Ahmad struck Siti with the palm of each of his hands and then forced his way through the mass of people in front of his house, all the while yelling over and over, “This is not my child!” until he disappeared from view.

Meanwhile, Minah who, like everyone else, had heard what was said to have transpired in the home of Ahmad and Siti, wended her way toward her friend’s house. Once inside, she shut the door firmly on the gathering crowd. She looked at the cowering little goat and then at her friend who was begging Mak Tuo to take the animal away. “Give it to some goatherd.”

Minah approached her friend and sat next to her on the bed. “Siti, your wish has come true.”


“Don’t you recall saying, ‘If God would only give me a baby—even a goat baby—I would be so happy!’ The rocks were listening. God blessed you.”

“No! God hasn’t blessed me. He has damned me. He has punished me for my insolence. What shall I do? What shall I do?”

“You will understand that God has bothered to intervene in your life. He has answered your prayer. Exactly as you wished. You will take care of this baby.”

“Listen to your friend, Siti,” said Mak Tuo. “And look at this baby. It’s so cute, so beautiful, but it will wither and die without someone to nurse it and love it. It came from your womb. Of that I can swear. You must love it for it truly is your child.”

“Bring it to me, then.” And Mak Tuo brought the kid to Siti’s bosom.

Over the next few weeks, Siti cared for the goat, and admitted to Minah, her constant companion and supporter, that she was coming to feel something like love for this baby, as much love as one can have for an animal. She had named the goat Sakti, and she was, indeed, almost happy, except that she dare not enter the town where jeers and insults and worse were hurled at her in a cruel campaign orchestrated by Ahmad’s mother who swore that no grandson of hers could possibly be a goat. Minah was Siti’s lifeline to the outside world and one day, as the festival of sacrifice approached, she warned Siti to take her son and leave the area altogether. “Ahmad’s mother has convinced the elders that your son can only be the devil’s own child, just as Ahmad had said. They plan to make Sakti the first animal to be slaughtered on the Eid.”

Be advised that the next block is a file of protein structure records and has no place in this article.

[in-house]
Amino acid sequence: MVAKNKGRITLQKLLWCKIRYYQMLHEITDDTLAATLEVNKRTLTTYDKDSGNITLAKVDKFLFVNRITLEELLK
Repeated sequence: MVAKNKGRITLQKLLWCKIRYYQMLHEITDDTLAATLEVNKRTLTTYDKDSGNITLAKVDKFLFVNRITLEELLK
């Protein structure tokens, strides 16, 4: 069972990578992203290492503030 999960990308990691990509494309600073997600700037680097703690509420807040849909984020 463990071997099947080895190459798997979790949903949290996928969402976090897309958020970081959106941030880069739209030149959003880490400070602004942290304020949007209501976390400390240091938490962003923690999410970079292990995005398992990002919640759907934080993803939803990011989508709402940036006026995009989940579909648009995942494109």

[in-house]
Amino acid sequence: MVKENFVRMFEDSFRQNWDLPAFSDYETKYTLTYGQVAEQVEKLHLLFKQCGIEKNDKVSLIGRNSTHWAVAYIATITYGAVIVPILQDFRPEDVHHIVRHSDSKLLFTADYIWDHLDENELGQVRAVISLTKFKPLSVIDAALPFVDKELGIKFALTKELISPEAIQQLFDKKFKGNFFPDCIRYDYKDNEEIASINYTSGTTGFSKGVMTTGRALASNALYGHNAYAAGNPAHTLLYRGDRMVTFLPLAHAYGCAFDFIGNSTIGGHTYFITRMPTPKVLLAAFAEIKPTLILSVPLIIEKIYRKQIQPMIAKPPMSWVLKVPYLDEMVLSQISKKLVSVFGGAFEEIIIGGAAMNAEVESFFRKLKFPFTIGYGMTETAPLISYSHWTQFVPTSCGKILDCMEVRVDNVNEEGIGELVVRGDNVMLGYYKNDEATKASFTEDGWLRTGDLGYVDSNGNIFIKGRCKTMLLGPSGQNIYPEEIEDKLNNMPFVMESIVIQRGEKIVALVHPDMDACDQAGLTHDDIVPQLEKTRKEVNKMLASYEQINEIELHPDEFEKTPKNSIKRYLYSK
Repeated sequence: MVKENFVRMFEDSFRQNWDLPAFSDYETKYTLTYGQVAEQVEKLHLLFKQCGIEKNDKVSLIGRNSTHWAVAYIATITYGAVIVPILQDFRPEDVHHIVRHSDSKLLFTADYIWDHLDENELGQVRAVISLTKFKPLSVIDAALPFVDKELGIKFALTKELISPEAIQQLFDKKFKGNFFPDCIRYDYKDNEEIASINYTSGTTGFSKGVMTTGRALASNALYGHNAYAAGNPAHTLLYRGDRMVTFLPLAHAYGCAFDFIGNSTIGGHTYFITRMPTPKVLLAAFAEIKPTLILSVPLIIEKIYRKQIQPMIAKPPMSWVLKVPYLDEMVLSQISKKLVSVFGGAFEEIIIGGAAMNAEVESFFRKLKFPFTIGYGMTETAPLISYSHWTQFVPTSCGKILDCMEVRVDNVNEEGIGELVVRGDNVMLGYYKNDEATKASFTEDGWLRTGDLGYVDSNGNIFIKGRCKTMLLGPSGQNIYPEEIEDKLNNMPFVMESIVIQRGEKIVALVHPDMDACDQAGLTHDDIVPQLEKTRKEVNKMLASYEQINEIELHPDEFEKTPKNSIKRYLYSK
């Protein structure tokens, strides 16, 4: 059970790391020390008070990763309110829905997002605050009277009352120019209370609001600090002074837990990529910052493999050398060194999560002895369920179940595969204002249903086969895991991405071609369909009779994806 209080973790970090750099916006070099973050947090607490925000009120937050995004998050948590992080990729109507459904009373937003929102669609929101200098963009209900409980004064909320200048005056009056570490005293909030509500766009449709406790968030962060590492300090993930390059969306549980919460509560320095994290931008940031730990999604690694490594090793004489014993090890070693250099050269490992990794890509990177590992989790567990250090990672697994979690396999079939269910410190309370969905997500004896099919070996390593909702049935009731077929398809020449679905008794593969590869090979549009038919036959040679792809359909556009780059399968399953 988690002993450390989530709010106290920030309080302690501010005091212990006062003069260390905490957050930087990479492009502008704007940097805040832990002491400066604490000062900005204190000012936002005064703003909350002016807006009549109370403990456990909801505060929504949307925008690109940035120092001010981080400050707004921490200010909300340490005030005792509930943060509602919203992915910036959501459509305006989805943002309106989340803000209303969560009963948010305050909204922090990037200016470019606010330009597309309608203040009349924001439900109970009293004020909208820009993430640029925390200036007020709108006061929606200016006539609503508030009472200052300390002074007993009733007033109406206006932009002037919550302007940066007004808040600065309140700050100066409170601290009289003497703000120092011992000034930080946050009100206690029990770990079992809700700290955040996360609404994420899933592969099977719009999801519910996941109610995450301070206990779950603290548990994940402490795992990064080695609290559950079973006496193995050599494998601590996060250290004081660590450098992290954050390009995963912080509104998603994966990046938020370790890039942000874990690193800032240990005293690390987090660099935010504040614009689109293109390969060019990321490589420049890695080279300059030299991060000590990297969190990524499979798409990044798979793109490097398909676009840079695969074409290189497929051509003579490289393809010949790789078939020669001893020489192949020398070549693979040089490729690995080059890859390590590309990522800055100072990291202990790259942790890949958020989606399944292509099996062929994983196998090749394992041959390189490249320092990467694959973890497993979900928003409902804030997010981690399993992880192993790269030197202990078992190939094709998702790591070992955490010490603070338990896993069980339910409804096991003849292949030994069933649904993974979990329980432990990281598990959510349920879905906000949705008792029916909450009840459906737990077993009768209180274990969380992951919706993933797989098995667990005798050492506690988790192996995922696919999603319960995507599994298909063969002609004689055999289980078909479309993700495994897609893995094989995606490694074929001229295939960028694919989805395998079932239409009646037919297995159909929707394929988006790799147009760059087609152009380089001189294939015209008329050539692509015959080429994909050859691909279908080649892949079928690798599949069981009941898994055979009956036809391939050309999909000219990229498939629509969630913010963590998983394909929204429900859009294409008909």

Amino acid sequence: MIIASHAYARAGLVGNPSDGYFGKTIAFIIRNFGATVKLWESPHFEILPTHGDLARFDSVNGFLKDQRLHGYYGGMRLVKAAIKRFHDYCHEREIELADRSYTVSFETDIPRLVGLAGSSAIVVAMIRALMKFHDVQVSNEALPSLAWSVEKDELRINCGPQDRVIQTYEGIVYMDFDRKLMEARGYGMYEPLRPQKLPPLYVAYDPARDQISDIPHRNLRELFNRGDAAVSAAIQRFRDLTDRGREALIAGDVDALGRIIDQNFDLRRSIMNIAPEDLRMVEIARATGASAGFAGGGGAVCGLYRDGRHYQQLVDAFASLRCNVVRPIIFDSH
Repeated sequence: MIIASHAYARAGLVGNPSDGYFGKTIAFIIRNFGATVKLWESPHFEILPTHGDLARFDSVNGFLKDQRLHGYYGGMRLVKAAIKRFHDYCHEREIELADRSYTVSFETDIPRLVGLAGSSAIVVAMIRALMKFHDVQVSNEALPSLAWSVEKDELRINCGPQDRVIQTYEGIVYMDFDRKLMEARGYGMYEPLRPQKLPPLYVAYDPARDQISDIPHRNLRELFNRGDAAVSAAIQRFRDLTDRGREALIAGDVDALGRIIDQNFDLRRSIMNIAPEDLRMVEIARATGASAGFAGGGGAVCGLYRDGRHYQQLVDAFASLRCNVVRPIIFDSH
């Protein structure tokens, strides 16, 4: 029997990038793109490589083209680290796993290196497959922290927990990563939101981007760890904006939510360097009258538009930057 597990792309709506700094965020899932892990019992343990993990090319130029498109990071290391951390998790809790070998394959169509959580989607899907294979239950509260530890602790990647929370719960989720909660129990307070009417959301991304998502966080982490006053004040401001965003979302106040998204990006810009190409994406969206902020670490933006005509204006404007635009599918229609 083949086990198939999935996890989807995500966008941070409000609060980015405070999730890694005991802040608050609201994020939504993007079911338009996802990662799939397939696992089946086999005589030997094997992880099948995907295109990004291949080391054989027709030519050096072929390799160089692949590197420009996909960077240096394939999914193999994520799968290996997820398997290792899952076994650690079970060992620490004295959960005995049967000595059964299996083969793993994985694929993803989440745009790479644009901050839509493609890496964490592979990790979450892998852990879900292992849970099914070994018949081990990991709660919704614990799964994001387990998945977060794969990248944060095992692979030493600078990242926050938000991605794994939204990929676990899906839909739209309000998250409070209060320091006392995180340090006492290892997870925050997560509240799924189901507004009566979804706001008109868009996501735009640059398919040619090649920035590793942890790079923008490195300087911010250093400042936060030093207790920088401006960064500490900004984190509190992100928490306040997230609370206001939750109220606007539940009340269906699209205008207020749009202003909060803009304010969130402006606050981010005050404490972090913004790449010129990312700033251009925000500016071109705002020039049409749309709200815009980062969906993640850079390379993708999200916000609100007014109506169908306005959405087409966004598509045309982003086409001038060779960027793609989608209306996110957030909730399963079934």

“But where shall we go? And will they let me go?”

“Siti, on the other side of the cinnamon forest, in a village far even from where we used to work, my mother’s aunt Hamidah has a cabin. She is aged now and can use the company and some help—especially with her granddaughter Mariyam, just a baby herself, whom my cousin left behind when she went off with her boyfriend to the city. So beautiful, my cousin! And always so selfish!

So you will be welcome there. You can care for Sakti without anyone, even my aunt, knowing your story. In any event, my aunt is in no position to gossip.”

“Minah, you are the best of friends. But how can we safely make our escape.”

“Tonight, in the dark. I will guide you.” And so she did.

And so Siti became wet nurse and mother to two children, and she came to adore them both. Sakti stood on his own legs far sooner than Mariyam of course, but Siti would never let the goat roam too far, for fear that tigers or pythons or, worse, Ahmad’s relatives might find him. A member of the family, he slept in the cabin on the floor next to the mattress on which his mother and Mariyam slept, his head always between them, nestled in the crook of Siti’s arm.

The two children were as inseparable during the day as they were at night and became each other’s best friend. When it was time, against Hamidah’s better judgment, to send Mariyam off to school, the goat followed and grazed just outside the simple schoolhouse. Unused to other youngsters, Mariyam was taciturn and insular during lessons and was the favorite of neither her teachers nor her classmates. She smiled only when she gazed out the window and saw her friend Sakti curled beneath the mango tree waiting for classes to end.

When some of the older boys tied bracelets of tin cans to the snoozing Sakti’s legs at recess and laughed uproariously when the animal awoke and stumbled helplessly and noisily in circles, Mariyam screamed and threw stones to clear away the boys from her friend. She freed Sakti of his shackles and walked him home even as her teacher yelled for Mariyam to return immediately to school.

It was weeks before Mariyam agreed to return and then only after negotiations among the teacher, the head of school, Siti, and even old Hamidah required Sakti, for his own protection, to come no closer to the school than fifty meters. The marker, said the principal, would be the half-buried old megalith, “the one that looks something like a skull there near the little river.” Mariyam could barely see Sakti then from the classroom window as he grazed and waited round the stone, rain or shine, for the end of every school day.